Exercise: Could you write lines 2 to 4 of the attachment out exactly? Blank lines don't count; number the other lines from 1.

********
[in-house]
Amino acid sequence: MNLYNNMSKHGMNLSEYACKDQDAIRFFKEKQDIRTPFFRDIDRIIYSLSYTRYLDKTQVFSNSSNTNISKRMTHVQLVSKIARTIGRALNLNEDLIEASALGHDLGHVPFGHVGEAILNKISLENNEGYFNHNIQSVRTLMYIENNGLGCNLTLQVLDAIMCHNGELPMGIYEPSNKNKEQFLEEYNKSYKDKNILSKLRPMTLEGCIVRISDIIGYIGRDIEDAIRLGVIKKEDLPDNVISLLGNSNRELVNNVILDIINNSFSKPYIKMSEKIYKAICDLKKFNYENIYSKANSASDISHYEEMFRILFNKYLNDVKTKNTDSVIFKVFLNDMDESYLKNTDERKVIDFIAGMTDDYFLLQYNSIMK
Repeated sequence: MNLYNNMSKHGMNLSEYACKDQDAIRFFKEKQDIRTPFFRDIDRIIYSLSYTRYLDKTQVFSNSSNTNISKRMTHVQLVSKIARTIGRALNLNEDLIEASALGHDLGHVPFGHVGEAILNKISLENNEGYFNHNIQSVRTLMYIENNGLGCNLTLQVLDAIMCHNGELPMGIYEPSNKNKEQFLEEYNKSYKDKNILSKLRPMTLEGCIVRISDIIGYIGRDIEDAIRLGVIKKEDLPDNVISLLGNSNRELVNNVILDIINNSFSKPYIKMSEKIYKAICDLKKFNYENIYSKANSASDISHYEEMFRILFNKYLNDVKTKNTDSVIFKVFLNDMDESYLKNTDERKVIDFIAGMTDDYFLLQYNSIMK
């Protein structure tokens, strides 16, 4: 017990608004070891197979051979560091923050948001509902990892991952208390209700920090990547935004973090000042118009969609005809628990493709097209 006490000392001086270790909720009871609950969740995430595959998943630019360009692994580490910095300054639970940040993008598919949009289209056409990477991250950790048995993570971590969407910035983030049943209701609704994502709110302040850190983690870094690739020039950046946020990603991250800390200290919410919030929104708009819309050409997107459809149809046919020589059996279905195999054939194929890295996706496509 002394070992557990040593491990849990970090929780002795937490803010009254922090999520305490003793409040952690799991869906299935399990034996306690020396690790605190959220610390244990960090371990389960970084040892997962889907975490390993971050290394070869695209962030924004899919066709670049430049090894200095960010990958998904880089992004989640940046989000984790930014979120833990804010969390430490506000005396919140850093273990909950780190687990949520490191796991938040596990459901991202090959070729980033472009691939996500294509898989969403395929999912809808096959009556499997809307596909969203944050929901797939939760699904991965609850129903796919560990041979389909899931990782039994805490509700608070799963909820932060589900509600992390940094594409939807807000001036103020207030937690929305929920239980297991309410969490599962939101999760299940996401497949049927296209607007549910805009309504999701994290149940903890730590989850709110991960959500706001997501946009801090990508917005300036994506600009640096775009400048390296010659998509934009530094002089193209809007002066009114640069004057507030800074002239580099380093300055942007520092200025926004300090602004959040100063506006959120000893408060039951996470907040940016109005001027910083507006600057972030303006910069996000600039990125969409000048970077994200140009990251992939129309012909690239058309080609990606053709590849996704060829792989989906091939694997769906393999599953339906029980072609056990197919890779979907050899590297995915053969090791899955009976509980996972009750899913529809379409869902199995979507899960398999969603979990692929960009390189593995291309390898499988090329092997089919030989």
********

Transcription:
Amino acid sequence: MNLYNNMSKHGMNLSEYACKDQDAIRFFKEKQDIRTPFFRDIDRIIYSLSYTRYLDKTQVFSNSSNTNISKRMTHVQLVSKIARTIGRALNLNEDLIEASALGHDLGHVPFGHVGEAILNKISLENNEGYFNHNIQSVRTLMYIENNGLGCNLTLQVLDAIMCHNGELPMGIYEPSNKNKEQFLEEYNKSYKDKNILSKLRPMTLEGCIVRISDIIGYIGRDIEDAIRLGVIKKEDLPDNVISLLGNSNRELVNNVILDIINNSFSKPYIKMSEKIYKAICDLKKFNYENIYSKANSASDISHYEEMFRILFNKYLNDVKTKNTDSVIFKVFLNDMDESYLKNTDERKVIDFIAGMTDDYFLLQYNSIMK
Repeated sequence: MNLYNNMSKHGMNLSEYACKDQDAIRFFKEKQDIRTPFFRDIDRIIYSLSYTRYLDKTQVFSNSSNTNISKRMTHVQLVSKIARTIGRALNLNEDLIEASALGHDLGHVPFGHVGEAILNKISLENNEGYFNHNIQSVRTLMYIENNGLGCNLTLQVLDAIMCHNGELPMGIYEPSNKNKEQFLEEYNKSYKDKNILSKLRPMTLEGCIVRISDIIGYIGRDIEDAIRLGVIKKEDLPDNVISLLGNSNRELVNNVILDIINNSFSKPYIKMSEKIYKAICDLKKFNYENIYSKANSASDISHYEEMFRILFNKYLNDVKTKNTDSVIFKVFLNDMDESYLKNTDERKVIDFIAGMTDDYFLLQYNSIMK
């Protein structure tokens, strides 16, 4: 017990608004070891197979051979560091923050948001509902990892991952208390209700920090990547935004973090000042118009969609005809628990493709097209 006490000392001086270790909720009871609950969740995430595959998943630019360009692994580490910095300054639970940040993008598919949009289209056409990477991250950790048995993570971590969407910035983030049943209701609704994502709110302040850190983690870094690739020039950046946020990603991250800390200290919410919030929104708009819309050409997107459809149809046919020589059996279905195999054939194929890295996706496509 002394070992557990040593491990849990970090929780002795937490803010009254922090999520305490003793409040952690799991869906299935399990034996306690020396690790605190959220610390244990960090371990389960970084040892997962889907975490390993971050290394070869695209962030924004899919066709670049430049090894200095960010990958998904880089992004989640940046989000984790930014979120833990804010969390430490506000005396919140850093273990909950780190687990949520490191796991938040596990459901991202090959070729980033472009691939996500294509898989969403395929999912809808096959009556499997809307596909969203944050929901797939939760699904991965609850129903796919560990041979389909899931990782039994805490509700608070799963909820932060589900509600992390940094594409939807807000001036103020207030937690929305929920239980297991309410969490599962939101999760299940996401497949049927296209607007549910805009309504999701994290149940903890730590989850709110991960959500706001997501946009801090990508917005300036994506600009640096775009400048390296010659998509934009530094002089193209809007002066009114640069004057507030800074002239580099380093300055942007520092200025926004300090602004959040100063506006959120000893408060039951996470907040940016109005001027910083507006600057972030303006910069996000600039990125969409000048970077994200140009990251992939129309012909690239058309080609990606053709590849996704060829792989989906091939694997769906393999599953339906029980072609056990197919890779979907050899590297995915053969090791899955009976509980996972009750899913529809379409869902199995979507899960398999969603979990692929960009390189593995291309390898499988090329092997089919030989």